# Tangent Space of the Hodge bundle on the moduli space of curves

Let $$k$$ be an algebraically closed field and $$\mathcal M_g$$ denote the moduli space (stack) of smooth curves of genus $$g$$ over $$k$$. Using the universal curve $$\pi \colon \mathcal C_g \to \mathcal M_g$$, there is a natural vector bundle $$\pi_* \Omega_{\mathcal C_g / \mathcal M_g}$$ of rank $$g$$ called the Hodge bundle. The fiber over a point $$X \in \mathcal M_g$$ is $$H^0(X,\Omega_X)$$. Let $$\Omega \mathcal M_g$$ denote the total space of this bundle. I would like to understand the tangent space of $$\Omega \mathcal M_g$$ at a point $$(X, \omega)$$, where $$X$$ is a smooth curve and $$\omega$$ is a global section of $$\Omega_X$$ (for simplicity let us assume that $$g>1$$).

By definition a tangent vector at $$(X, \omega)$$ is a morphism from the dual numbers (i.e. $$\varepsilon^2=0$$) $$\operatorname{Spec}k[\varepsilon] \to \Omega \mathcal M_g$$ with image $$(X,\omega)$$. Since $$\Omega \mathcal M_g$$ is a vector bundle of rank $$g$$ this map is the same thing as two maps $$a \colon \operatorname{Spec}k[\varepsilon] \to \mathcal M_g$$ and $$b \colon \operatorname{Spec}k[\varepsilon] \to \mathbb A^g_k$$ with image $$X$$ and $$\omega$$ respectively. By the universal property of $$\mathcal M_g$$ the map $$a$$ corresponds to a first order deformation of $$X$$ and the map $$b$$ to a tangent vector of $$\mathbb A^g_k$$ at $$\omega$$, i.e. just a different point of $$\mathbb A^g_k$$ or another differential on $$X$$. I would like to arrive at the following description (that I will sketch below) of the tangent space that is used for example in Hubbard, John; Masur, Howard, Quadratic differentials and foliations, Acta Math. 142, 221-274 (1979). ZBL0415.30038. before proposition 4.5 (for quadratic differentials) or in Möller, Martin, Linear manifolds in the moduli space of one-forms, Duke Math. J. 144, No. 3, 447-487 (2008). ZBL1148.32007. in the proof of theorem 2.1.

According to the papers above, the tangent space at $$(X, \omega)$$ can be identified with the set of Cartesian diagrams $$\newcommand{\ra}{\kern-1.5ex\xrightarrow{\ \ #1\ \ }\phantom{}\kern-1.5ex} \newcommand{\ras}{\kern-1.5ex\xrightarrow{\ \ \smash{#1}\ \ }\phantom{}\kern-1.5ex} \newcommand{\da}{\bigg\downarrow\raise.5ex\rlap{\scriptstyle#1}} \begin{array}{c} (X,\omega) & \ra{f} & (\mathcal X, \tilde{\omega})\\ \da{} & & \da{} \\ \operatorname{Spec}k & \ras{} & \operatorname{Spec}k[\varepsilon] \\ \end{array}$$ where $$\tilde\omega$$ is a global section of $$\Omega_{\mathcal X}$$ such that the pullback of $$(\mathcal X, \tilde \omega)$$ is $$(X, \omega)$$.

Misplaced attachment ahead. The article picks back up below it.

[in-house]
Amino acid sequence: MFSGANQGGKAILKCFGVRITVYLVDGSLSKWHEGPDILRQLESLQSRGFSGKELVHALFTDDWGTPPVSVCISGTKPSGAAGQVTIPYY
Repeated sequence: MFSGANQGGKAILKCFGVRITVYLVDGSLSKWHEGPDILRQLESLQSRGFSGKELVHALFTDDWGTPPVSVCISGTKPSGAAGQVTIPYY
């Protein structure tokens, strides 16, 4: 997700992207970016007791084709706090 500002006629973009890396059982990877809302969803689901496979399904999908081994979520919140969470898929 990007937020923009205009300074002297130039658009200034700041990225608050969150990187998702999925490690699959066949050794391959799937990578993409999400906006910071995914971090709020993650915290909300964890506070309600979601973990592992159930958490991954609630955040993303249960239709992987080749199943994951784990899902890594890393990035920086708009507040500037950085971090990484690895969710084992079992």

I can see that this gives a vector space of dimension $$4g-3$$ and is therefore isomorphic to the tangent space at $$(X,\omega)$$ by an isomorphism that does not change the deformation of the curve $$X$$, i.e. the map $$a$$. Moreover given one deformation $$(\mathcal X, \tilde \omega)$$ of $$(X, \omega)$$ all other deformations of $$(X, \omega)$$ only differ by an element of $$H^0(X, \Omega_X)$$. But I can not make this last map canonical. I can not figure out what the deformations of $$(X, \omega)$$ are, that do not change the differential $$\omega$$.

• Yes, "deformations of $(X, \omega)$ that do not change $\omega$" do not make sense, especially since the Hodge bundle is not a flat bundle. Rather, there is a (non canonically split) short exact sequence $$0\to H^0(X, \Omega_X)\to T_{(X, \omega)} \Omega \mathcal{M}_g\to T_X \mathcal{M}_g\to 0.$$ – Piotr Achinger Apr 20 at 9:11

The universal property of the total space $$\mathbf{V}(E^\vee) = \operatorname{Spec}_M \operatorname{Sym} E^\vee$$ of a vector bundle (locally free sheaf) $$E$$ on some scheme $$M$$ is: giving a map $$T\to \mathbf{V}(E^\vee)$$ corresponds to giving a map $$f\colon T\to M$$ and a section $$\omega$$ of $$f^* E$$.
We apply this to $$T=\operatorname{Spec} k[\varepsilon]$$, $$M=\mathcal{M}_g$$ and $$E$$ the Hodge bundle, so that $$\mathbf{V}(E^\vee) = \Omega\mathcal{M}_g$$. Then a tangent vector at $$(X, \omega)$$ is the same as a first order deformation $$\tilde X = f^* \mathcal{C}_g$$ over $$T$$ (corresponding to an $$f\colon T\to \mathcal{M}_g$$, so that $$\tilde X$$ is the pullback of the universal family), together with a section $$\tilde\omega$$ of $$f^* E = f^* \pi_* \Omega_{\mathcal{C}_g/\mathcal{M}_g} = p_* \tilde f^* \Omega_{\mathcal{C}_g/\mathcal{M}_g} = p_* \Omega_{\tilde X/T}.$$ Here $$\tilde f\colon \tilde X = \mathcal{C}_g\times_{\mathcal{M}_g} T\to \mathcal{C}_g$$ and $$p\colon \tilde X\to T$$ are the projections. (For the first equality, one needs to check that the formation of $$\pi_* \Omega_{C/S}$$ for a smooth projective family of curves $$C\to S$$ commutes with base change along $$S'\to S$$.)
• @FabianRuoff yes, you trivialized the Hodge bundle (or its pullback to $T$), but there is no canonical way to do so. – Piotr Achinger Apr 20 at 12:26